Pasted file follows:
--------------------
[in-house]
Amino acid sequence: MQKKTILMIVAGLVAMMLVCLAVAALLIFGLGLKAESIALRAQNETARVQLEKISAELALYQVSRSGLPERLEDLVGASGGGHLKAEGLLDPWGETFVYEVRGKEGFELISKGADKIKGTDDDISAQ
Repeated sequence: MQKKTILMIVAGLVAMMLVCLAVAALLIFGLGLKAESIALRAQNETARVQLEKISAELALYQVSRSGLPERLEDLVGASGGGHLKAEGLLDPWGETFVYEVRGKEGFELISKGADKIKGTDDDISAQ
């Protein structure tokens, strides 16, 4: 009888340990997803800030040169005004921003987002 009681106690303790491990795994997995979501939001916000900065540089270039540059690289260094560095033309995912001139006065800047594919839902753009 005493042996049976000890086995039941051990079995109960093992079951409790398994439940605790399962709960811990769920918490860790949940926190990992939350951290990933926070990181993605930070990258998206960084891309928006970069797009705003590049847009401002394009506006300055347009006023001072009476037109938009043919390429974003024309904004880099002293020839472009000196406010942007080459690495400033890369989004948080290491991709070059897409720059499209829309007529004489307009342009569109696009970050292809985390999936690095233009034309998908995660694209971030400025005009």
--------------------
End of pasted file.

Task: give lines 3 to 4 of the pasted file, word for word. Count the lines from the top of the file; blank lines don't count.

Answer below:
Repeated sequence: MQKKTILMIVAGLVAMMLVCLAVAALLIFGLGLKAESIALRAQNETARVQLEKISAELALYQVSRSGLPERLEDLVGASGGGHLKAEGLLDPWGETFVYEVRGKEGFELISKGADKIKGTDDDISAQ
């Protein structure tokens, strides 16, 4: 009888340990997803800030040169005004921003987002 009681106690303790491990795994997995979501939001916000900065540089270039540059690289260094560095033309995912001139006065800047594919839902753009 005493042996049976000890086995039941051990079995109960093992079951409790398994439940605790399962709960811990769920918490860790949940926190990992939350951290990933926070990181993605930070990258998206960084891309928006970069797009705003590049847009401002394009506006300055347009006023001072009476037109938009043919390429974003024309904004880099002293020839472009000196406010942007080459690495400033890369989004948080290491991709070059897409720059499209829309007529004489307009342009569109696009970050292809985390999936690095233009034309998908995660694209971030400025005009």